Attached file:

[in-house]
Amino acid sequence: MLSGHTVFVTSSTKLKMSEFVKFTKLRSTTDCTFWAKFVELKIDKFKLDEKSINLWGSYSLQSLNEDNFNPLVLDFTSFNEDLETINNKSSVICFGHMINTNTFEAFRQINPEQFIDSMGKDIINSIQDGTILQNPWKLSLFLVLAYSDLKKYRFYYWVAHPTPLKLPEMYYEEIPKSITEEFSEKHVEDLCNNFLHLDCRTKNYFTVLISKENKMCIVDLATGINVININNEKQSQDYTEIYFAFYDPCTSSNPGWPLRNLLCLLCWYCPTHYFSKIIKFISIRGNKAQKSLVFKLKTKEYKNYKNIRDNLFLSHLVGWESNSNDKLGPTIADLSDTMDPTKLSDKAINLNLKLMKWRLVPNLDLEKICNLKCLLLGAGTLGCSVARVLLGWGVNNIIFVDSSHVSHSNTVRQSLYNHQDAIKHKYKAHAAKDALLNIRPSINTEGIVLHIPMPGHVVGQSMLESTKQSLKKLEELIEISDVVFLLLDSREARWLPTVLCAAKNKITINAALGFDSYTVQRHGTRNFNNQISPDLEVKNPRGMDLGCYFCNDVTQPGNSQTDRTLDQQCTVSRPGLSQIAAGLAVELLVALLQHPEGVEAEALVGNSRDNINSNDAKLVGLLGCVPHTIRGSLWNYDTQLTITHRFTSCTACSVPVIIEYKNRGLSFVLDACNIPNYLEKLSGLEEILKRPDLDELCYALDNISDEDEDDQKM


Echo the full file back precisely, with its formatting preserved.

[in-house]
Amino acid sequence: MLSGHTVFVTSSTKLKMSEFVKFTKLRSTTDCTFWAKFVELKIDKFKLDEKSINLWGSYSLQSLNEDNFNPLVLDFTSFNEDLETINNKSSVICFGHMINTNTFEAFRQINPEQFIDSMGKDIINSIQDGTILQNPWKLSLFLVLAYSDLKKYRFYYWVAHPTPLKLPEMYYEEIPKSITEEFSEKHVEDLCNNFLHLDCRTKNYFTVLISKENKMCIVDLATGINVININNEKQSQDYTEIYFAFYDPCTSSNPGWPLRNLLCLLCWYCPTHYFSKIIKFISIRGNKAQKSLVFKLKTKEYKNYKNIRDNLFLSHLVGWESNSNDKLGPTIADLSDTMDPTKLSDKAINLNLKLMKWRLVPNLDLEKICNLKCLLLGAGTLGCSVARVLLGWGVNNIIFVDSSHVSHSNTVRQSLYNHQDAIKHKYKAHAAKDALLNIRPSINTEGIVLHIPMPGHVVGQSMLESTKQSLKKLEELIEISDVVFLLLDSREARWLPTVLCAAKNKITINAALGFDSYTVQRHGTRNFNNQISPDLEVKNPRGMDLGCYFCNDVTQPGNSQTDRTLDQQCTVSRPGLSQIAAGLAVELLVALLQHPEGVEAEALVGNSRDNINSNDAKLVGLLGCVPHTIRGSLWNYDTQLTITHRFTSCTACSVPVIIEYKNRGLSFVLDACNIPNYLEKLSGLEEILKRPDLDELCYALDNISDEDEDDQKM